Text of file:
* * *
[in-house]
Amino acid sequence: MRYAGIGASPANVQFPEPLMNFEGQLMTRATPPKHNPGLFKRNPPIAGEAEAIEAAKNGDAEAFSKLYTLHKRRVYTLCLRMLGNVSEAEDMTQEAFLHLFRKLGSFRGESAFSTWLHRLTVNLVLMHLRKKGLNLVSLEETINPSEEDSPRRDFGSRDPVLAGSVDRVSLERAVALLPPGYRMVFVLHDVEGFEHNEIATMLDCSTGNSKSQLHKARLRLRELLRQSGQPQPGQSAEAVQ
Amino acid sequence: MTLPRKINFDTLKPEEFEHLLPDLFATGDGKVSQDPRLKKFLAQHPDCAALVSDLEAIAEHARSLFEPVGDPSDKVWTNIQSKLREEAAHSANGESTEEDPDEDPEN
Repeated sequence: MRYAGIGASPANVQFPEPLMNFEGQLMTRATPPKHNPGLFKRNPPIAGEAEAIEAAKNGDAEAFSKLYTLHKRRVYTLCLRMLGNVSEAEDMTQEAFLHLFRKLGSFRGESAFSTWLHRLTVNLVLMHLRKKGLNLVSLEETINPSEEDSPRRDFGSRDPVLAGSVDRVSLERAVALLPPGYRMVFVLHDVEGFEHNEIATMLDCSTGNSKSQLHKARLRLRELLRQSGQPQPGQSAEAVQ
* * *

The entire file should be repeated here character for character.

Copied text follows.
[in-house]
Amino acid sequence: MRYAGIGASPANVQFPEPLMNFEGQLMTRATPPKHNPGLFKRNPPIAGEAEAIEAAKNGDAEAFSKLYTLHKRRVYTLCLRMLGNVSEAEDMTQEAFLHLFRKLGSFRGESAFSTWLHRLTVNLVLMHLRKKGLNLVSLEETINPSEEDSPRRDFGSRDPVLAGSVDRVSLERAVALLPPGYRMVFVLHDVEGFEHNEIATMLDCSTGNSKSQLHKARLRLRELLRQSGQPQPGQSAEAVQ
Amino acid sequence: MTLPRKINFDTLKPEEFEHLLPDLFATGDGKVSQDPRLKKFLAQHPDCAALVSDLEAIAEHARSLFEPVGDPSDKVWTNIQSKLREEAAHSANGESTEEDPDEDPEN
Repeated sequence: MRYAGIGASPANVQFPEPLMNFEGQLMTRATPPKHNPGLFKRNPPIAGEAEAIEAAKNGDAEAFSKLYTLHKRRVYTLCLRMLGNVSEAEDMTQEAFLHLFRKLGSFRGESAFSTWLHRLTVNLVLMHLRKKGLNLVSLEETINPSEEDSPRRDFGSRDPVLAGSVDRVSLERAVALLPPGYRMVFVLHDVEGFEHNEIATMLDCSTGNSKSQLHKARLRLRELLRQSGQPQPGQSAEAVQ